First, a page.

"I used 8 oz. polyester from George Dyson. Nylon works too. Considering it's only 9.5' long, the currach rows very well. Since building the currach, I've replaced the thole pins with brass oarlocks (however, thole pins can still be used) and made the middle seat removeable, as did the people of Donegal. Do you know the book, The Donegal Currach by Donal Mac Polin? It's quite detailed and thoughtful. For instance, the author speculates on the evolution for the coracle (a river craft in Wales and Ireland) to the small Donegal currachs, which were both paddled from the round (a dead round semi-circle) end with a skulling stroke that pulled the craft through the water and also were rowed. There are wonderful illustrations and building instructions."Hilary holds boat building courses at the school, located in Sheffield, Massachusetts. and supplies kits.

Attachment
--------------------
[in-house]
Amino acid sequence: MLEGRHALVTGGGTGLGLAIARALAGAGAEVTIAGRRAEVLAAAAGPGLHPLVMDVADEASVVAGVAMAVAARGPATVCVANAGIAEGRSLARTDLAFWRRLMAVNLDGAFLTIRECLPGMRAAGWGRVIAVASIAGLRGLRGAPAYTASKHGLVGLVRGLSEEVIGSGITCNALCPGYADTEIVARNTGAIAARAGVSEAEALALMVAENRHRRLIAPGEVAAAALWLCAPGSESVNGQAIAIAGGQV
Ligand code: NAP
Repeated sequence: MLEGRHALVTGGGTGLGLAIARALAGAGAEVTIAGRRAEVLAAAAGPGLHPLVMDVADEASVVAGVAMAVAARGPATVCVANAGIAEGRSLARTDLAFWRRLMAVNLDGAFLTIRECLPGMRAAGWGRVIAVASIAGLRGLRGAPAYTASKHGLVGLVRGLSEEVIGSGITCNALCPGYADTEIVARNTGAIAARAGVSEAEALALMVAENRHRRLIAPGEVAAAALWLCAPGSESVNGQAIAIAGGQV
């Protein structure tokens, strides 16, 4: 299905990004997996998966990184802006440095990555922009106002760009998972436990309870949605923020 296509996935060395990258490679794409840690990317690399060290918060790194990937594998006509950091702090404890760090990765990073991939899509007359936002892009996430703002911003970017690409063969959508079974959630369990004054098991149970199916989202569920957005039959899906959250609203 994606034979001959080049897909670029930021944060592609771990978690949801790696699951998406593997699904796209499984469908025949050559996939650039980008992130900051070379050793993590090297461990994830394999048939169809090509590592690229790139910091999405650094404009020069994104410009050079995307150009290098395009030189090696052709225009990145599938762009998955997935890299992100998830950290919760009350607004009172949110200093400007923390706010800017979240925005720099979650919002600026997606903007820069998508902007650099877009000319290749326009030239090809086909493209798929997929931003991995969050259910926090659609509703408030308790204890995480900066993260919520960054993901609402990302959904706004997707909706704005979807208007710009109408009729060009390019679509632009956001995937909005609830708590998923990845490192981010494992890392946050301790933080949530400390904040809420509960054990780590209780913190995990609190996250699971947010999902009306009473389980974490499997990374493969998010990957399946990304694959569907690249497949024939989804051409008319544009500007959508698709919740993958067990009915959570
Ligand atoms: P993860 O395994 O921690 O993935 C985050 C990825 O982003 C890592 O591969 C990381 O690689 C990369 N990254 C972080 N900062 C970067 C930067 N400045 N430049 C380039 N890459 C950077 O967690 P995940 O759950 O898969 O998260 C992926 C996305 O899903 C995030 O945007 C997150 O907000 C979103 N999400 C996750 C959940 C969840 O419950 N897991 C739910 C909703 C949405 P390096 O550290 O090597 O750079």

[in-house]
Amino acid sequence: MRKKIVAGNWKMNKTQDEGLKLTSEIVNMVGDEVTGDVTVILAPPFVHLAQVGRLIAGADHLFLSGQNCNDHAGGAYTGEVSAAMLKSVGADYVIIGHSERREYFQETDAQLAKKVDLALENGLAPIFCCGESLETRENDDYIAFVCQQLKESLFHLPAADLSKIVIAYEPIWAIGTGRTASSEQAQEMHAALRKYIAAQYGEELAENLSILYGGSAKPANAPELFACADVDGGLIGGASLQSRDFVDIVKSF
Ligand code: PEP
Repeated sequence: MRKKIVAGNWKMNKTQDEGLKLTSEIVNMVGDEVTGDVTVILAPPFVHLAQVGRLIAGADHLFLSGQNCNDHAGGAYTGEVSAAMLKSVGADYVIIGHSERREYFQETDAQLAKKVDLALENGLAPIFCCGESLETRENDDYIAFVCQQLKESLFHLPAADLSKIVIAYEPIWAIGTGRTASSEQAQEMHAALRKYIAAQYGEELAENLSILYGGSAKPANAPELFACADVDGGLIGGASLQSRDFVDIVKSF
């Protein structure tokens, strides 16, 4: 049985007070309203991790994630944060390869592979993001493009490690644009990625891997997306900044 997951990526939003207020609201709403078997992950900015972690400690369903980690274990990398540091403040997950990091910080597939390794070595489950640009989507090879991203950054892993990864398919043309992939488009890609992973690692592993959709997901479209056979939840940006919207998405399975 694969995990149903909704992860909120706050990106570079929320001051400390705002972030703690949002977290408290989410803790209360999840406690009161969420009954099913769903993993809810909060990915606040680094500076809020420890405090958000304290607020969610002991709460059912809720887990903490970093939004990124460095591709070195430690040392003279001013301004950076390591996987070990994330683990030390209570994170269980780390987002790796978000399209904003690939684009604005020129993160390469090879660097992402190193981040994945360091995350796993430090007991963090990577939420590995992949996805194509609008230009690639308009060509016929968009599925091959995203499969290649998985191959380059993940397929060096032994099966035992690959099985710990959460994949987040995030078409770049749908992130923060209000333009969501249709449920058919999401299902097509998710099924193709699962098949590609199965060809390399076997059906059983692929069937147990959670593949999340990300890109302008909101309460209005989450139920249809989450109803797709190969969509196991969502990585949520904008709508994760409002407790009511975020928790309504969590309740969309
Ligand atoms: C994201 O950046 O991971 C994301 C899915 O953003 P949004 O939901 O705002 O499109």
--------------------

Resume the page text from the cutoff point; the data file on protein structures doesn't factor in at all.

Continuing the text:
Saturday, 16 January 2010
A Miniature Currach
Berkshire Boat Building School has developed a design for a small currach (that's him in the stern) with a frame of withies, spruce and pine covered by a polyester skin. Influences include the Donegal currachs (obviously), traditional north American skin-on-frame kayaks and umiaks, the hi-tech designs of Platt Monfort and, from left-field, J.R.R. Tolkien.